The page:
MANAGING HAZARDOUS SUBSTANCES ACCIDENTS, by Al J. Smith, Jr., McGraw-Hill Book Co., New York, NY, 1981. 187 p.
TOXIC SUBSTANCES CONTROLS PRIMER, Bureau of National Affairs,
Washington, D.C., 1984; Tel. (1-800) 372-1033.
A. Laws and Regulations
Hazardous waste management (RCRA) -40 CFR Hazardous materials transportation -49 CFR Toxic substances control -40 CFR Pesticides management (FIFRA) -40 CFR Radioactive materials control -10 CFR Occupational Safety & Health -29 CFR Clean Water Act -40 CFR Air Pollution -40 CFR Spills and disposal site cleanup (CERCLA) -40 CFR Hazard Communication Standard -29 CFR
B. Compliance standards, work practices and state of the art
Packaging and transportation of hazardous materials Hazardous materials handling and storage Hazards Assessment and Communication Personal protection/Workplace safety and Health practices Standards for radioactive materials Standards applicable to hazardous waste generators transporters and TSD facilities Standards applicable to hazardous substances spills Standards applicable to the cleanup of hazardous waste disposal sites
C. Management of hazardous materials programs
Basic management principles Applied hazard control principles and concepts Authority and responsibility Policy and decision-making Liability and risk management Information gathering (i.e., resources and reference materials)
D. Science and technology
Chemistry and physics of hazardous materials (e.g., corrosivity, oxidation/reduction, polymerization, flammability and radioactivity.)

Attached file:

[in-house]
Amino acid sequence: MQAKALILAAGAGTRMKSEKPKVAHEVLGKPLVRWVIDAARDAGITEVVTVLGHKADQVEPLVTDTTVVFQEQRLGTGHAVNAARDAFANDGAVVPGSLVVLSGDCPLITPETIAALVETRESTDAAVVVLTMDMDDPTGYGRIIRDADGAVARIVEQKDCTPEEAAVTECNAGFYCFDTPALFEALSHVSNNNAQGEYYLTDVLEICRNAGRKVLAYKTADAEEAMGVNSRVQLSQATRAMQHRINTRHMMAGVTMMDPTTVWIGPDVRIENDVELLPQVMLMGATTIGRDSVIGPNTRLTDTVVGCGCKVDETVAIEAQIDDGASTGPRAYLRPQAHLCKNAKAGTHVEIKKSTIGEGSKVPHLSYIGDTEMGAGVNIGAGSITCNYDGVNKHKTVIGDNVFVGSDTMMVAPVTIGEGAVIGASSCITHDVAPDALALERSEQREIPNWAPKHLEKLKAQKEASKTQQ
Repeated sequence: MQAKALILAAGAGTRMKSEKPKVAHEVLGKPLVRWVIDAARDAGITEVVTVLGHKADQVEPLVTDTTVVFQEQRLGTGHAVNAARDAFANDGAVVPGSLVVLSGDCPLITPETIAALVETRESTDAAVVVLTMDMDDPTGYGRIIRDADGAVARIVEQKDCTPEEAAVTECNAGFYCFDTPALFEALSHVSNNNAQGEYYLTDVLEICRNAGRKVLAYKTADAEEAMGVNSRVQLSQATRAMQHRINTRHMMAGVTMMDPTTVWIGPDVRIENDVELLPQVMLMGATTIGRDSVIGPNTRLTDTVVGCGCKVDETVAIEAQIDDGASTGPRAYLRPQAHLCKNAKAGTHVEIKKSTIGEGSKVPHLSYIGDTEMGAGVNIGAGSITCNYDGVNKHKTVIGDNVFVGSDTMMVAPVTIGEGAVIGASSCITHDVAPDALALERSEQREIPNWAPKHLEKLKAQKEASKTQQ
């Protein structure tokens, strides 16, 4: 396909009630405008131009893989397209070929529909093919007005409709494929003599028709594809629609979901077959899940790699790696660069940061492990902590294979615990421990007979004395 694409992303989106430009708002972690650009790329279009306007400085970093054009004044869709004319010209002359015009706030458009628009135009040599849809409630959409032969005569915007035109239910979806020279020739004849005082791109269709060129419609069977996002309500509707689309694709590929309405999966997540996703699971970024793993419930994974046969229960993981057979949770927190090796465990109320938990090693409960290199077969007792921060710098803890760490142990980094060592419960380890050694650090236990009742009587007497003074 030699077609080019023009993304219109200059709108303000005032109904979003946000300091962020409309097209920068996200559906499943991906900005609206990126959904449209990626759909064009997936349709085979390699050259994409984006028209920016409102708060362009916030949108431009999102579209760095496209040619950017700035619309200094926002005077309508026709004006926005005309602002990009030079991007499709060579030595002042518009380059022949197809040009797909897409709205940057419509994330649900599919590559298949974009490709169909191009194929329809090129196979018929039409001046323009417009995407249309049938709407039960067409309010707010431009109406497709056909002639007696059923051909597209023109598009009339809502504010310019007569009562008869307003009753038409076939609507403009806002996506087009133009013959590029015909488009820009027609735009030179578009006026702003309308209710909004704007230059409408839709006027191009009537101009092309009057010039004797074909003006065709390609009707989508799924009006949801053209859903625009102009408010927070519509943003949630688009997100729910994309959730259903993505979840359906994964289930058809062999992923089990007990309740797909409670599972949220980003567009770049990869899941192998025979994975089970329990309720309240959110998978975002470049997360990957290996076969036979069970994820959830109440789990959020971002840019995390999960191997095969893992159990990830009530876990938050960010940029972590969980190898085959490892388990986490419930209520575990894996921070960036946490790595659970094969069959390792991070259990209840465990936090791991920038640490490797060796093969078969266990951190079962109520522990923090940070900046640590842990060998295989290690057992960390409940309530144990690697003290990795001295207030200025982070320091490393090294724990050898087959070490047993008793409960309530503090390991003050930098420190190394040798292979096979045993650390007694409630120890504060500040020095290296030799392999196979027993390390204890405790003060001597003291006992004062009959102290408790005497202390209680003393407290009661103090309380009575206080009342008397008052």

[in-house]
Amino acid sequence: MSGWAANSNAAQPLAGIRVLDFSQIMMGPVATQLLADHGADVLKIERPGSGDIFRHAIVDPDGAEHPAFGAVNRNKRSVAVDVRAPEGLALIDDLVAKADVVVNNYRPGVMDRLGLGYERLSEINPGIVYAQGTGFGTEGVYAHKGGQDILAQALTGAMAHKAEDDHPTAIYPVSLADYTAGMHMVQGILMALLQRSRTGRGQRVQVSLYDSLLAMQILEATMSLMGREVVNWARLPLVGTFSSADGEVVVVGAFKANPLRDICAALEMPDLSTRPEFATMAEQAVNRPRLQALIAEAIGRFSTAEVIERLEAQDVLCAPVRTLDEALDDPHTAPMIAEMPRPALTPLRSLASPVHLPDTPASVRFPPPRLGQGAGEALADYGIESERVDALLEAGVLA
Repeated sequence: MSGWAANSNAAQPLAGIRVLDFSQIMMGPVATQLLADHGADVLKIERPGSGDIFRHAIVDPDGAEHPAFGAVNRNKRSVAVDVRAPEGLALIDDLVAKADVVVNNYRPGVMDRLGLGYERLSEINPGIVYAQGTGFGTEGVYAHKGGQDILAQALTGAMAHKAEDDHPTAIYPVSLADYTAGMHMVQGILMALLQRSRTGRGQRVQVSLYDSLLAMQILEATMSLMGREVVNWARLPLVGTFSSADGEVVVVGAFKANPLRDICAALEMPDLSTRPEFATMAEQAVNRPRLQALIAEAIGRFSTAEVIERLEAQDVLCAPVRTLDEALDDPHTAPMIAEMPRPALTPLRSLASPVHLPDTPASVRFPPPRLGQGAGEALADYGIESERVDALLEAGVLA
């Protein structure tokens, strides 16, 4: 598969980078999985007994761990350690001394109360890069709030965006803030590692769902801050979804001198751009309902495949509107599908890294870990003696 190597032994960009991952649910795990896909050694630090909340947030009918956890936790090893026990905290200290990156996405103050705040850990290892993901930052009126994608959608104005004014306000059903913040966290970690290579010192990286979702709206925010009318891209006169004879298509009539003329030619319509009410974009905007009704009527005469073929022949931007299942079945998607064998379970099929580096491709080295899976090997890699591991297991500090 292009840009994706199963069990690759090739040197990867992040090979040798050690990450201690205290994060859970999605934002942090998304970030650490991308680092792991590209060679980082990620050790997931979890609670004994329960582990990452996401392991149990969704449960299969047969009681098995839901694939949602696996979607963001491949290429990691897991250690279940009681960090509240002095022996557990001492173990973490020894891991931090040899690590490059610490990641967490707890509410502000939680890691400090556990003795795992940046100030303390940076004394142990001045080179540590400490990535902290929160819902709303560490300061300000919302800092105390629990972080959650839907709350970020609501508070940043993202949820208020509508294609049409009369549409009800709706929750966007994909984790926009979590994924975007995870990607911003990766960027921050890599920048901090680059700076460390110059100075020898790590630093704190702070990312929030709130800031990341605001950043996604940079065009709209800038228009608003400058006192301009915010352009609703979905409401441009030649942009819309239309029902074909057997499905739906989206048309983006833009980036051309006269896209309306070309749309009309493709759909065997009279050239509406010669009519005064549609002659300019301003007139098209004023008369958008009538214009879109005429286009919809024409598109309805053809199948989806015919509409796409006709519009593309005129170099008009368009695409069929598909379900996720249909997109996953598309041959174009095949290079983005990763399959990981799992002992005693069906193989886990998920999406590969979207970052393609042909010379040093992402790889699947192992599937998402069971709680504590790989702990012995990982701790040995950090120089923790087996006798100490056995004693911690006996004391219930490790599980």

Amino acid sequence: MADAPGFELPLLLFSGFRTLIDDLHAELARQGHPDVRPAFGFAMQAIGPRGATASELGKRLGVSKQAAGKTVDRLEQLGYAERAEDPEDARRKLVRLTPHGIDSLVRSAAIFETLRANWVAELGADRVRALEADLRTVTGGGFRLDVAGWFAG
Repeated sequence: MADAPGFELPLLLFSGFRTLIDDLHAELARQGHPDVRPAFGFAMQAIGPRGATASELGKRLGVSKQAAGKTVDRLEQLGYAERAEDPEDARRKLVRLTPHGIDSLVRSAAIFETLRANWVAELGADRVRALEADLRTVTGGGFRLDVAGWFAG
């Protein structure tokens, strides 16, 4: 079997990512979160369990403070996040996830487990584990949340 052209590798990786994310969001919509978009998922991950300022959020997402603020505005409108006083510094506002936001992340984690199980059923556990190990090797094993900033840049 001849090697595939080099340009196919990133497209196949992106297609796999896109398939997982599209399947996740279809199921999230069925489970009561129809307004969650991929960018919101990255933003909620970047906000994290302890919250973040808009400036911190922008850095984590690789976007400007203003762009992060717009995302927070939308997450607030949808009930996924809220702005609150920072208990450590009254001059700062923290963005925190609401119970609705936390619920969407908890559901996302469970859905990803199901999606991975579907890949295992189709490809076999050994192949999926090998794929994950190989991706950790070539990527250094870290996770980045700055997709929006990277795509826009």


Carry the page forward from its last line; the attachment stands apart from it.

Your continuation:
Biological effects of hazardous materials
Dear CHMM Diplomate:
Attached is a copy of the CHMM program explanation and requirements for recertification. The first three-year reporting cycle will be for the period July 1986 through June 1989.
Three Annual Certification Maintenance Points Reports for the years July 1, 1986 through June 30, 1987, July 1, 1987 through June 30, 1988, and July 1, 1988 through June 30, 1989 will be due in July 1989 for those diplomates certified in July 1986 or earlier.
Your official certification date is the one listed on your certificate. If you are certified on or before July 1st, your recertification will start in July of that year. For those diplomates who are certified after July 1st, the recertification year will start in July of next year.
Certification maintenance reports will be mailed out annually with the certification maintenance data billing.
It is strongly urged that you file your documentation and records per- training to recertification in a separate folder by year. Reports will be submitted to the Review Committee on a three-year cycle. Do not forward separate yearly reports. The first reports will be due on July 1, 1989.
Standard Interpretations - Table of Contents|